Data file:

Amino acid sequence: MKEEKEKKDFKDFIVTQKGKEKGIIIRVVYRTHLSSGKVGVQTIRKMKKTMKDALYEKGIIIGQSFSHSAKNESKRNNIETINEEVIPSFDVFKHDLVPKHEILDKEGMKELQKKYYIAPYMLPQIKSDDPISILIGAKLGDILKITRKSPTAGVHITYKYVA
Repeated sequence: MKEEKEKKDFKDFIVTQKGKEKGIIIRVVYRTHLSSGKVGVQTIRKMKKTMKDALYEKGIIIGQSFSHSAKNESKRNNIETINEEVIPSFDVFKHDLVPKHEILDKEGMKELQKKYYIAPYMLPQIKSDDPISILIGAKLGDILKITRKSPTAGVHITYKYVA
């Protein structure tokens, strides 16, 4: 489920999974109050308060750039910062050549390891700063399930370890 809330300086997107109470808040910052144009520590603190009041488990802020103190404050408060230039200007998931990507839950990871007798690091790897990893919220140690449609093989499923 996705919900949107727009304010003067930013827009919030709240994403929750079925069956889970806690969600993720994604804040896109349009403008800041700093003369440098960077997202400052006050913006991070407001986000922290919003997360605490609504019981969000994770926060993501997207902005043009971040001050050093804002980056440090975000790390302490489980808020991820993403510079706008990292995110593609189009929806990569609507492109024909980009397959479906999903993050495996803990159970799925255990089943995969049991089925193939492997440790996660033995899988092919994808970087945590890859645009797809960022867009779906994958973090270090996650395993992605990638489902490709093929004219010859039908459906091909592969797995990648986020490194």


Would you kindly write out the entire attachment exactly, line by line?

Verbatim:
Amino acid sequence: MKEEKEKKDFKDFIVTQKGKEKGIIIRVVYRTHLSSGKVGVQTIRKMKKTMKDALYEKGIIIGQSFSHSAKNESKRNNIETINEEVIPSFDVFKHDLVPKHEILDKEGMKELQKKYYIAPYMLPQIKSDDPISILIGAKLGDILKITRKSPTAGVHITYKYVA
Repeated sequence: MKEEKEKKDFKDFIVTQKGKEKGIIIRVVYRTHLSSGKVGVQTIRKMKKTMKDALYEKGIIIGQSFSHSAKNESKRNNIETINEEVIPSFDVFKHDLVPKHEILDKEGMKELQKKYYIAPYMLPQIKSDDPISILIGAKLGDILKITRKSPTAGVHITYKYVA
């Protein structure tokens, strides 16, 4: 489920999974109050308060750039910062050549390891700063399930370890 809330300086997107109470808040910052144009520590603190009041488990802020103190404050408060230039200007998931990507839950990871007798690091790897990893919220140690449609093989499923 996705919900949107727009304010003067930013827009919030709240994403929750079925069956889970806690969600993720994604804040896109349009403008800041700093003369440098960077997202400052006050913006991070407001986000922290919003997360605490609504019981969000994770926060993501997207902005043009971040001050050093804002980056440090975000790390302490489980808020991820993403510079706008990292995110593609189009929806990569609507492109024909980009397959479906999903993050495996803990159970799925255990089943995969049991089925193939492997440790996660033995899988092919994808970087945590890859645009797809960022867009779906994958973090270090996650395993992605990638489902490709093929004219010859039908459906091909592969797995990648986020490194």